Retired Lt. Gen. Mark Hertling says he learned that the territory ISIS wants to control is amazingly complex.
August 20, 2014 -- Updated 1951 GMT (0351 HKT)
Cerue Garlo says Liberia is desperate for help amid a Ebola outbreak that has touched every aspect of life.
August 21, 2014 -- Updated 1742 GMT (0142 HKT)
Eric Liu says Republicans who want to restrict voting may win now, but the party will suffer in the long term.
August 21, 2014 -- Updated 1538 GMT (2338 HKT)
Jay Parini: Jesus, Pope and now researchers agree: Wealth decreases our ability to sympathize with the poor.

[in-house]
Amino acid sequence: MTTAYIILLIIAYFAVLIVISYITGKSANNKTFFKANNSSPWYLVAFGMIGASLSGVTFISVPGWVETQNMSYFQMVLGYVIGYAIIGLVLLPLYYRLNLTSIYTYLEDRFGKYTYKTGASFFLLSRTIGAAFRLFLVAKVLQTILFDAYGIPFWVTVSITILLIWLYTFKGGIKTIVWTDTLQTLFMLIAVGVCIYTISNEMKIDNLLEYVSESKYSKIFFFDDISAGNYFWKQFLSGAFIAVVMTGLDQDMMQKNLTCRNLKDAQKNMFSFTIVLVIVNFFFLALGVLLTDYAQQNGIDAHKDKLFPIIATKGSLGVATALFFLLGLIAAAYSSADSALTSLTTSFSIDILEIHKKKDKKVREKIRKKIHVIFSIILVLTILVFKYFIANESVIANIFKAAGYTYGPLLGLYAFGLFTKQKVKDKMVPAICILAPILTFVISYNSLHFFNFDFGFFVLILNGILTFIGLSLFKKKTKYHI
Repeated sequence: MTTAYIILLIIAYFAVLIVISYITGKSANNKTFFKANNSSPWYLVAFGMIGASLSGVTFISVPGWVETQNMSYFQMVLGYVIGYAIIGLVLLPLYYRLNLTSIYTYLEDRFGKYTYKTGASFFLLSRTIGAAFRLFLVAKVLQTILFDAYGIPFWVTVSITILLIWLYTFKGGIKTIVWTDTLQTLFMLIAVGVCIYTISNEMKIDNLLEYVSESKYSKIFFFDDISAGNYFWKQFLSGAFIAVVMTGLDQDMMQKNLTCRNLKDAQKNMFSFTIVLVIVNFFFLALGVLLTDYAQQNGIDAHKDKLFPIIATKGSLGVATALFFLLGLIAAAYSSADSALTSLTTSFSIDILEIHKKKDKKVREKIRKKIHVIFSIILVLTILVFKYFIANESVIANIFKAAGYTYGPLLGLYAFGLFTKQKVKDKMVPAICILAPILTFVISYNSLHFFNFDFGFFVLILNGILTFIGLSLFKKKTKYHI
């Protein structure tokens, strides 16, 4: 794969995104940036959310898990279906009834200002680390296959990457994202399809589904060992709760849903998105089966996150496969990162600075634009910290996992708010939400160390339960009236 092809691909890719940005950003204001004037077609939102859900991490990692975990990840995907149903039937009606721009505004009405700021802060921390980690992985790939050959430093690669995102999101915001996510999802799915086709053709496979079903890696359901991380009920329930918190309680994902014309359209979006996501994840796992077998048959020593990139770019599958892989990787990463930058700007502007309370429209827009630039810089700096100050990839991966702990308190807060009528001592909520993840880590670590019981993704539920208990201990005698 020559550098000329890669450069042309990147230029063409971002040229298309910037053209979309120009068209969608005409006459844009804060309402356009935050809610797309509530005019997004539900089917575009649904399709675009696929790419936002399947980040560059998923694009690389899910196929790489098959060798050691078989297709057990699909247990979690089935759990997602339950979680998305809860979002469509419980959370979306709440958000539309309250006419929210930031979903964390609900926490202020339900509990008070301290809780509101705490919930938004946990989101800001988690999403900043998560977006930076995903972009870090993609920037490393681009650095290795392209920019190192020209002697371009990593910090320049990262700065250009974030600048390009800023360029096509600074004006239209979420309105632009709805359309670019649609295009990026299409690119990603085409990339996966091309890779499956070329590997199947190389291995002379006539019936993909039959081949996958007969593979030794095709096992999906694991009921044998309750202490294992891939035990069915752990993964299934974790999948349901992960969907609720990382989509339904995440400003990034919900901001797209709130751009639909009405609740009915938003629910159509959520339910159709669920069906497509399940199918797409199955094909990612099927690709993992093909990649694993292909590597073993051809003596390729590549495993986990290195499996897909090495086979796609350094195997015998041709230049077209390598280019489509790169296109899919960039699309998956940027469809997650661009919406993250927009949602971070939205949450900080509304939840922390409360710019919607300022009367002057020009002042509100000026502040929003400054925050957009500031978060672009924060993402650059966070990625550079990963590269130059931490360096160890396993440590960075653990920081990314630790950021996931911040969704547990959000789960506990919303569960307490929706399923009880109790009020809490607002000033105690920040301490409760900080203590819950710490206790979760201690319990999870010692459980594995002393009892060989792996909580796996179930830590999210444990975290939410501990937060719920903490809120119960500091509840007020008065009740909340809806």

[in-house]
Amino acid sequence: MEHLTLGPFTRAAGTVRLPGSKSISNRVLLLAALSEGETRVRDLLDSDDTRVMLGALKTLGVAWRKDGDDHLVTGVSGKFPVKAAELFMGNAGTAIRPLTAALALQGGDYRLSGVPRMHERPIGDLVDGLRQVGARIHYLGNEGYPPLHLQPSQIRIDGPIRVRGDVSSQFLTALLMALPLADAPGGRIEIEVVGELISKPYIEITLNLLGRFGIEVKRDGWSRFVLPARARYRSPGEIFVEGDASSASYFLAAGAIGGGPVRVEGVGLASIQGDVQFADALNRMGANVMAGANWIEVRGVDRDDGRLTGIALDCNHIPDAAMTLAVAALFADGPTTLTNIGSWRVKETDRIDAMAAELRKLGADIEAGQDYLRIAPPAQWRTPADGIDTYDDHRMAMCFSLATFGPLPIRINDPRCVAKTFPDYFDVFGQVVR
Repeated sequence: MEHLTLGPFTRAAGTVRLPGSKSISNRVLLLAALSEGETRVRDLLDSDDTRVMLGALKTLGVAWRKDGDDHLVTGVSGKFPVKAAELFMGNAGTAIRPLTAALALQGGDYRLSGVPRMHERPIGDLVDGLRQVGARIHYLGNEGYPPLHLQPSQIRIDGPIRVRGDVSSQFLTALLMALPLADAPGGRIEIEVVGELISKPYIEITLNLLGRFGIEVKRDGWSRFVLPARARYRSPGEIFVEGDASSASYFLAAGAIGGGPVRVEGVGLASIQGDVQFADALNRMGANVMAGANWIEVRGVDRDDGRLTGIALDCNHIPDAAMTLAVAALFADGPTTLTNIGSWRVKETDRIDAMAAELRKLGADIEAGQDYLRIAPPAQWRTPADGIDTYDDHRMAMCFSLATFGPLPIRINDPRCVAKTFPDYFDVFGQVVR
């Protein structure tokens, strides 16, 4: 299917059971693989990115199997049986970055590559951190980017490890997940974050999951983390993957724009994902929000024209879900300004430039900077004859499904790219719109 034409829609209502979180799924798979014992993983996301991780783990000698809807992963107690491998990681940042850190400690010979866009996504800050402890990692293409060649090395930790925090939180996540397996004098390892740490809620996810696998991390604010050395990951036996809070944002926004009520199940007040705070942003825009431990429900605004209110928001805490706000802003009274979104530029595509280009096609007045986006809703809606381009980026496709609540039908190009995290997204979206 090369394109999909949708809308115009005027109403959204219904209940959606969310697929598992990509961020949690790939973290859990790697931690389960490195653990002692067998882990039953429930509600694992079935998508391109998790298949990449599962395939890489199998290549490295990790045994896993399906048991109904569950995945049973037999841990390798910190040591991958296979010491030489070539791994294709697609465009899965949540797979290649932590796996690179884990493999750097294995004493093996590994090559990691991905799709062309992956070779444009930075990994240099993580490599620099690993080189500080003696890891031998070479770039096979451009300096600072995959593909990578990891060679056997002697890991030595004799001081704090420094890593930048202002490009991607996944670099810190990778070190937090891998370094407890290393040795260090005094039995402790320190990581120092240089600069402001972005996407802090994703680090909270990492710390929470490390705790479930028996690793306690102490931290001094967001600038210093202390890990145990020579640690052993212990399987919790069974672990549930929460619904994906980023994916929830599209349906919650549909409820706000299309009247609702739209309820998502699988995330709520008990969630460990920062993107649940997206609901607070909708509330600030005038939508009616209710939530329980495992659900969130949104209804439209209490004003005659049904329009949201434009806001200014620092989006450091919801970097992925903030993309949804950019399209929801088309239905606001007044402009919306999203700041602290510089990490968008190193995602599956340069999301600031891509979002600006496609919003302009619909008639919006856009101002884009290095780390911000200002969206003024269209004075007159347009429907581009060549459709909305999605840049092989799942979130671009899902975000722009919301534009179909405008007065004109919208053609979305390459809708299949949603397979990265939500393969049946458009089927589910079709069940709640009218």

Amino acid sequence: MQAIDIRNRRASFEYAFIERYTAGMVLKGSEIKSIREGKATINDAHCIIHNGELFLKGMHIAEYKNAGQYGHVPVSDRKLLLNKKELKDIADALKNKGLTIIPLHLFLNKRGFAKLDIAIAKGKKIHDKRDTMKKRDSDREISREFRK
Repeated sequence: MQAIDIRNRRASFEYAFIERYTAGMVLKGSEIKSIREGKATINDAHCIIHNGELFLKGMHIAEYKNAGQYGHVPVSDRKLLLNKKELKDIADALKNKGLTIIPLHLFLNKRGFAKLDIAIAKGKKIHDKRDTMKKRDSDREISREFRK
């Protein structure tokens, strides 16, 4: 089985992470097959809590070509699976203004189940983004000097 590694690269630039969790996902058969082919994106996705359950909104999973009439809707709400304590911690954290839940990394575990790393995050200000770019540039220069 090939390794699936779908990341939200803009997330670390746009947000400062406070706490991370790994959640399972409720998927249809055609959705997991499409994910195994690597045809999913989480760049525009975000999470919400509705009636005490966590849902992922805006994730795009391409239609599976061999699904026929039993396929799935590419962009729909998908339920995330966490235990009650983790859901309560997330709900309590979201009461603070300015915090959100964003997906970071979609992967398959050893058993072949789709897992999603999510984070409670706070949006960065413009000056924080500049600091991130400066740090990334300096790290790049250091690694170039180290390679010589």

August 21, 2014 -- Updated 1200 GMT (2000 HKT)
Judy Melinek offers a medical examiner's perspective on what happens when police kill people like Michael Brown.
August 19, 2014 -- Updated 2203 GMT (0603 HKT)
It used to be billy clubs, fire hoses and snarling German shepherds. Now it's armored personnel carriers and flash-bang grenades, writes Kara Dansky.
August 20, 2014 -- Updated 1727 GMT (0127 HKT)
Maria Haberfeld: People who are unfamiliar with police work can reasonably ask, why was an unarmed man shot so many times, and why was deadly force used at all?